Psychological and Behavioural Sciences
Psychological and Behavioural Sciences (PBS) is a three-year course covering social, developmental, biological and behavioural psychology within the broader context of the behavioural sciences. It will appeal to students interested in the development of social behaviour, psychopathology, cognitive psychology, language, brain mechanisms, gender, family relationships and influences, personality and group social behaviour amongst many other topics.
In the first year (Part I), students take two compulsory papers introducing them to psychology and psychological inquiry and methods, and two optional papers selected from Humans in Biological Perspective; Language, Communication and Literacy; Evolution and Behaviour; Analysis of Politics; British Economic History; and an introduction to Computer Science.
In the second year (Part IIA) all students take four papers. Everybody studies social psychology plus a specialist paper chosen from a range of about nineteen options including biological or social anthropology, sociology, criminology, the sociology of education etc. For the two remaining papers students can either take Biological and Cognitive Psychology and a second specialist topic, or choose Experimental Psychology and undertake a research project (assessed by a 5,000 word essay).
In the final year (Part IIB) all students undertake a research dissertation (6,000 - 10,000 words) on a psychology topic of their choice as well as three further papers which may be selected from the Part IIA specialist list which includes Development and Psychopathology, Experimental Psychology and Cognitive Neuroscience, or additional psychology papers.
PBS at King's
King's has always admitted a particularly large number of students in Psychology and related disciplines and provides a stimulating and supportive intellectual environment both inside and outside of the formal course curricula. PBS students would normally attend two lectures a week for each paper as well as one or two college supervisions where they discuss written work and develop their reasoning and ideas.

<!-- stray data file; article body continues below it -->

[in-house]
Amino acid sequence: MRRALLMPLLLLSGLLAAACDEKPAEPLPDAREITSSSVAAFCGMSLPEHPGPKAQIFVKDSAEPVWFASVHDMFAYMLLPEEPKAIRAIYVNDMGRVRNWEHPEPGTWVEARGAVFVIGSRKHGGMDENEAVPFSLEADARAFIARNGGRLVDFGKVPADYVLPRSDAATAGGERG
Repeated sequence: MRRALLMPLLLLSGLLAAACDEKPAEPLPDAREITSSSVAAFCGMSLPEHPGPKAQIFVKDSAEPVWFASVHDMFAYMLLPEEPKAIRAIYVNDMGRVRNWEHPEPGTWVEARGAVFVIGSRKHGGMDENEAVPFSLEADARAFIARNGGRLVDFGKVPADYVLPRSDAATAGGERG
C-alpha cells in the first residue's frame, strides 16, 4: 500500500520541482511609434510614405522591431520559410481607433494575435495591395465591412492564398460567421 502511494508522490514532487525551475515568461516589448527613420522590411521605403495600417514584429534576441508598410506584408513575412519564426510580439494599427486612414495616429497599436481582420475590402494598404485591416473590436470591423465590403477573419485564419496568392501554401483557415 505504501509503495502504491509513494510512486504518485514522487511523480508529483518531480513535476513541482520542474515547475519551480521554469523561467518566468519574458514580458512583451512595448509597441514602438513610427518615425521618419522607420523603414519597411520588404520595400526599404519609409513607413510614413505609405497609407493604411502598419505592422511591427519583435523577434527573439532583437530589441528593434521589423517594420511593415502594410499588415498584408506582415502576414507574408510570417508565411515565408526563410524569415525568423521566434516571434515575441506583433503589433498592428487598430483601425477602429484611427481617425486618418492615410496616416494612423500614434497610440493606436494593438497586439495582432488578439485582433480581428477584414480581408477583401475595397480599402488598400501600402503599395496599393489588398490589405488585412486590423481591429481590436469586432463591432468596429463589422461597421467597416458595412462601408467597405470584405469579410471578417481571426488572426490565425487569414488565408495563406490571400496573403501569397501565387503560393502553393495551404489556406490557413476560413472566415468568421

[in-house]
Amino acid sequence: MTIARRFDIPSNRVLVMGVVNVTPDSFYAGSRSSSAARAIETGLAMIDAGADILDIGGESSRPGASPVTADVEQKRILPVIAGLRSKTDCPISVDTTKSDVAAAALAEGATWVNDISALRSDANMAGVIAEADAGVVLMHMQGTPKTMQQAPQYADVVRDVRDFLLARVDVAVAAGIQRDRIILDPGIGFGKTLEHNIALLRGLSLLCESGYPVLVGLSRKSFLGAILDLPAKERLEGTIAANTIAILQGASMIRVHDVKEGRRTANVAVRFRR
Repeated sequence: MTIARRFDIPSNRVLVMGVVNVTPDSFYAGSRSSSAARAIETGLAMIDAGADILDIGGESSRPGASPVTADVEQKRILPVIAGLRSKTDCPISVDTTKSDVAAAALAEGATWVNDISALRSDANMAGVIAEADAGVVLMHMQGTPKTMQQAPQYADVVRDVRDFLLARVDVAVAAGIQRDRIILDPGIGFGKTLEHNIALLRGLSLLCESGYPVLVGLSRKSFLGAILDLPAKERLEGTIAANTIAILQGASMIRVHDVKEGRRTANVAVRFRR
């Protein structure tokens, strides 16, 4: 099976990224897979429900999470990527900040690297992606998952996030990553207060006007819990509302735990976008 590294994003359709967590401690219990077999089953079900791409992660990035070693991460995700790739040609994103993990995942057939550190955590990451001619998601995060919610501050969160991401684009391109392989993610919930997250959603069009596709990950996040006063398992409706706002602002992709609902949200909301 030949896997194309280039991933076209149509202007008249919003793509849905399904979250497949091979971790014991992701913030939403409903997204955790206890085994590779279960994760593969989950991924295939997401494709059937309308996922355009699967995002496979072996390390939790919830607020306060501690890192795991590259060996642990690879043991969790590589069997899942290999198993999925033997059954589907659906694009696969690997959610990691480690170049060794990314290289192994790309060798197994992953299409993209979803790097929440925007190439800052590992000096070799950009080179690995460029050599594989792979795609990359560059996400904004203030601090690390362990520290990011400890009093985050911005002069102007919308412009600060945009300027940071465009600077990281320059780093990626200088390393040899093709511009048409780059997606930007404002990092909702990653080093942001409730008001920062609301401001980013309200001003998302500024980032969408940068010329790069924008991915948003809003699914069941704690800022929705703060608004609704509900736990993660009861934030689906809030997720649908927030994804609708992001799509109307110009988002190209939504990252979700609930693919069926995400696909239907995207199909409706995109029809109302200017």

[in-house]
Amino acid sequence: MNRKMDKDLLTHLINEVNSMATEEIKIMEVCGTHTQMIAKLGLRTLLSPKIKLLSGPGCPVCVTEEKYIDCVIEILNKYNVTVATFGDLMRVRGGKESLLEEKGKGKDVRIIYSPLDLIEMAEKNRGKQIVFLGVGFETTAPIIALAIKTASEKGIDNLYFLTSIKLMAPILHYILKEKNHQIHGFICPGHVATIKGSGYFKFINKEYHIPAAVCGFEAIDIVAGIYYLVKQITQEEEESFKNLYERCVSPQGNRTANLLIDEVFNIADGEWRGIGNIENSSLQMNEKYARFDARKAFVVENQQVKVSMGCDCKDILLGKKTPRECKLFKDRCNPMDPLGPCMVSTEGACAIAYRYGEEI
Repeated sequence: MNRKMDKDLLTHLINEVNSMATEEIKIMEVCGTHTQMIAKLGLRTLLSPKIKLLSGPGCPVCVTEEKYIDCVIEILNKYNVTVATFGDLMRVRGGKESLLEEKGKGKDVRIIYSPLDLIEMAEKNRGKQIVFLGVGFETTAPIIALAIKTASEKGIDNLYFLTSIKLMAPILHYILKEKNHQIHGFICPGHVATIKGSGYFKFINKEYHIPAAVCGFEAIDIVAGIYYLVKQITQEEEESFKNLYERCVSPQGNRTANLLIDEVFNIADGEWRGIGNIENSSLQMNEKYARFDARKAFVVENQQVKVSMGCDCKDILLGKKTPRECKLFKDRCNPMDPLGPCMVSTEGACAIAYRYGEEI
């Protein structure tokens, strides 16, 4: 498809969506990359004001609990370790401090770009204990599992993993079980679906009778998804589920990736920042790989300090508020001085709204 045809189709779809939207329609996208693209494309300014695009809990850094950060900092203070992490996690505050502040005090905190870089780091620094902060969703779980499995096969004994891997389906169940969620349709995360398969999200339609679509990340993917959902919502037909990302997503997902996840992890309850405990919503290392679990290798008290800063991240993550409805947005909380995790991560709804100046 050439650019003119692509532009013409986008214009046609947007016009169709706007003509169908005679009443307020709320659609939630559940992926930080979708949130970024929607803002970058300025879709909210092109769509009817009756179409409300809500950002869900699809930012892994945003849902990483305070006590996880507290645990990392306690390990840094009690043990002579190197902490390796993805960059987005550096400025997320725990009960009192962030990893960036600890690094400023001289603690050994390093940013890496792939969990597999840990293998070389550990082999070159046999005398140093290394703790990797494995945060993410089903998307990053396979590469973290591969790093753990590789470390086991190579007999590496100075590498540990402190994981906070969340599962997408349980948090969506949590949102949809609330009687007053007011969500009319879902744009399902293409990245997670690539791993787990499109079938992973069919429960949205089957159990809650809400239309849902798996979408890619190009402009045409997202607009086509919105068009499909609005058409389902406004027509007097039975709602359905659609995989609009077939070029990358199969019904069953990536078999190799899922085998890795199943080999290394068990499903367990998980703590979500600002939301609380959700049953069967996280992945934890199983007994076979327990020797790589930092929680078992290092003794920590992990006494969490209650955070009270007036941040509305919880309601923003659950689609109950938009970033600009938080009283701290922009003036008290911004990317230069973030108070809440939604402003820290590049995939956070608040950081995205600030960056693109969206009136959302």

After graduating, many PBS students pursue further study and research, or undertake professional courses in clinical, educational, forensic, or applied psychology. Other King's students have opted for alternative careers: the skills and knowledge you acquire on the PBS course could lead to careers in the media, management, government administration, finance or business, for example.
Fellows at King's in PBS:
Applying for PBS at King's
We welcome applications for King's PBS from a wide range of academic backgrounds in the UK and beyond. Candidates are assessed strictly on the basis of their academic promise.
There are no particular subject requirements for studying PBS, and an A-Level (or equivalent) in Psychology is not a requirement. Mathematics, science subjects such as Biology, Chemistry or Physics, and humanities subjects will all be useful preparation for this course.
All candidates for PBS are required to take the pre-interview admissions assessment, which will take place in schools and other assessment centres. You must be registered in advance (separately to your UCAS application) to take the assessment.
You will not be asked to submit any written work as part of your application.
Most (but not all) candidates are invited for interview in King's, which take place in early December. You will be asked to collect a text to read and think about in the half hour before your interview. You will then discuss the text with the interviewers.
Reading, Resources and Events
There is no prescribed reading for PBS applicants, but you may find the PBS reading suggestions below useful.
Events which may be of interest in the year before you apply (year 12 in the UK) include Oxford and Cambridge Student Conferences, CU Science Festival, CU Masterclasses, and King's Open Days. Students from backgrounds where there is little tradition of entry to Higher Education might like to think about applying for the Sutton Trust Summer Schools or the CUSU Shadowing Scheme.